So, for the first “T” (temperature), the goal is to lower our temperature. A favorite trick is to go to the freezer and grab some ice. Hold the ice for a few minutes in your hand. Others sometimes stick their heads in the refrigerator for a few moments, or run a washcloth under some cool water and place it on their forehead or the back of their neck. Each of these is highly effective.

The key here is to use something colder, not warmer. (I’ll be candid and say I don’t understand the science behind that direction; I just know it’s what I’ve been taught and, as in my medical scenario, it sure seems accurate.) For those who go into crisis while driving, keeping an ice pack in your center console or glove box is a good idea; you can pull over to the side of the road and activate the ice pack to help you calm down.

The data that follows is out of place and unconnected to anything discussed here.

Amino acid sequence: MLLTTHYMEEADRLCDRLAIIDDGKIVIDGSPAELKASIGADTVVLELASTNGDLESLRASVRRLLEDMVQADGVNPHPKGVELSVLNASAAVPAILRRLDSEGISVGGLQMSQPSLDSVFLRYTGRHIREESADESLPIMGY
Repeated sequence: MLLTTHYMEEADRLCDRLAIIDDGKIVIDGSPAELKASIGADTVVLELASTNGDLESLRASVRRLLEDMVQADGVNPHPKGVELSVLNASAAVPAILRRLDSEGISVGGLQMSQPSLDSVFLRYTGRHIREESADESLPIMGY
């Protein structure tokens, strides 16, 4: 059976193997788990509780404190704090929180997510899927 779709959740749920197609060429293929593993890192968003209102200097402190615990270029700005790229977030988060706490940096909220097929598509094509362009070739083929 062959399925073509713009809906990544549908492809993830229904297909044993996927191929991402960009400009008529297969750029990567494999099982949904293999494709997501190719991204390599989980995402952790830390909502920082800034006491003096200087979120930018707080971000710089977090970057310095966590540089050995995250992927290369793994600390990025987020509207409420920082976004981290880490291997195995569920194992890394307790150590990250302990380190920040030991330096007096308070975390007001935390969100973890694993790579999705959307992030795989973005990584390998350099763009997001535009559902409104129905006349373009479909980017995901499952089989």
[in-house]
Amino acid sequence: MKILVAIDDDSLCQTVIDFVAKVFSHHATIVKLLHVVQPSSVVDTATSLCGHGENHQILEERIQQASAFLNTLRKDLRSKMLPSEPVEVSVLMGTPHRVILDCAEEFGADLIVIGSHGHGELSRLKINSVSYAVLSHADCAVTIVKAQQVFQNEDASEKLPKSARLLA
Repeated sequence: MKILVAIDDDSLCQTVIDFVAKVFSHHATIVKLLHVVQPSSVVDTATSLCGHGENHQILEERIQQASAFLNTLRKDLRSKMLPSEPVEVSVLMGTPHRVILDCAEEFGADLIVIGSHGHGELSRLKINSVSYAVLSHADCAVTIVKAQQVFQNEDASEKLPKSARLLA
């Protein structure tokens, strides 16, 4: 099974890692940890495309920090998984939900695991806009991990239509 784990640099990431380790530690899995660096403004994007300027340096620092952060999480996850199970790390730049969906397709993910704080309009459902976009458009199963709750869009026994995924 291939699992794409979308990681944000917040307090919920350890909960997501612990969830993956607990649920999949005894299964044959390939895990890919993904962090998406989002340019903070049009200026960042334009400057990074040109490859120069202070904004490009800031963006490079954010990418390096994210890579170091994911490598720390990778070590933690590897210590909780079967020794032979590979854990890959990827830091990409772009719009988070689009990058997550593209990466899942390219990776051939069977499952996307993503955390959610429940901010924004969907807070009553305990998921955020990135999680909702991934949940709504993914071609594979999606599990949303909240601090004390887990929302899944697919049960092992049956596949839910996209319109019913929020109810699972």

Emotional crises can happen anywhere and under even seemingly simple situations.

When it comes to the “I” (intense exercise), the key idea is to increase the oxygen flow to your body. This helps slow your heart rate and regulate your breathing. When I first heard this, I flashback to the (unopened0 copy of P90X collecting dust next to DVD player in my den. Thankfully, our group leader cleared it up quickly: the “intense” part of the exercise doesn’t necessarily need to be on that level. It can be as simple as going into a flat-out sprint down your road, engaging in push-ups, or even jumping rope or doing jumping jacks.

Depending on your location, the depth of your crisis, and your physical condition, it may be better to keep your options simple. Whatever exercise you choose, do it full out, keeping in mind your physical condition. Remember that the goals are to get more oxygen into your body and to tire yourself out.

Need examples of paced breathing or paired muscle relaxation? Check out my video!